Thursday, 17 November 2016

Trump voters are culpable for what comes next

via Gage Skidmore, Flickr
Should we empathise with Donald Trump’s supporters? Are they all racists and bigots? Likely not – to both questions.

By giving Trump their votes, supporters have granted him a mandate to implement a racist and xenophobic policy agenda. That’s democracy.

While not all Trump fans are racists, it's about turning a blind eye to what Trump says about other groups in society, and voting to give him that mandate. Trump fans are therefore culpable: they share the responsibility.

That’s the message of this opinion piece, much of which I tend to agree with. I don't like the headline, though: people are the sum of their actions, and can't be judged good or bad by just one.

In any case, just because I or you believe someone's wrong doesn't make them bad. It's political polarisation. The same mud has been thrown at Conservative voters by UK Lefties, who seem to equate voting right of centre with immorality. I'm wary of this.

My main reservation is that after politics has become so polarised (to the detriment of positive instincts towards compromise and sensible centrist policies), there is now a firm risk of further entrenchment in the years to come.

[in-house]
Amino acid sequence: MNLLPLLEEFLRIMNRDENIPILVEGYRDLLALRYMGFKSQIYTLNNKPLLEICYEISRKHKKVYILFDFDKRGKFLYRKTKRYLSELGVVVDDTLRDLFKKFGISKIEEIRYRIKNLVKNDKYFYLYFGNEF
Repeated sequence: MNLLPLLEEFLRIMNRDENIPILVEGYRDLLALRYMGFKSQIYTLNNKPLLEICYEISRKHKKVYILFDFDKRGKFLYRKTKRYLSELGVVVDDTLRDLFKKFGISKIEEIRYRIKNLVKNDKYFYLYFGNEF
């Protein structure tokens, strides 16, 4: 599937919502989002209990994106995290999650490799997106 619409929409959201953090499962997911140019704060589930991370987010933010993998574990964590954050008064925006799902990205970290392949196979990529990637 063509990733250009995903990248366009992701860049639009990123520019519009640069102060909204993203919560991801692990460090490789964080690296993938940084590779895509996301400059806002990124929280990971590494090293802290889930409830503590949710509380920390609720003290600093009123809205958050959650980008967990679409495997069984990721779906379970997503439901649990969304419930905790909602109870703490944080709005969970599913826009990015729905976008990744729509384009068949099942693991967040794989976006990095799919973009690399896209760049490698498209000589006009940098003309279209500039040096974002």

However, I agree with the nub of the Slate op-ed. It contains this uncompromising message to Trump fans who are indignant at being painted as racists, bigots or xenophobes – because they in many cases aren’t – but they still voted for a candidate whose rhetoric suggests that he is all those things.

“That you have black friends or Latino colleagues, that you think yourself to be tolerant and decent, doesn’t change the fact that you voted for racist policy that may affect, change, or harm their lives. And on that score, your frustration at being labeled a racist doesn’t justify or mitigate the moral weight of your political choice,” writes the Slate article.

Consider this. Not all those millions of Germans who voted for the Nazis in November 1932 saw themselves as anti-Semitic.

But nonetheless they were prepared to vote for a candidate to lead Germany who clearly was, judged by his rhetoric at the time, and confirmed in history's hindsight.

While it's an extreme example, I am going to maintain this dark comparison.

That's because the non-racially-motivated reasons why Germans voted NSDAP in 1932 are remarkably similar to those of Trump's US voters in 2016.

Think about it: disillusion with mainstream political consensus; distrust of a generation of politicans; patriotic rally rhetoric to make Germany/America great again; jobs for blue collar Germans/Americans; a law and order platform amid racial strife; and to provide strong national leadership.

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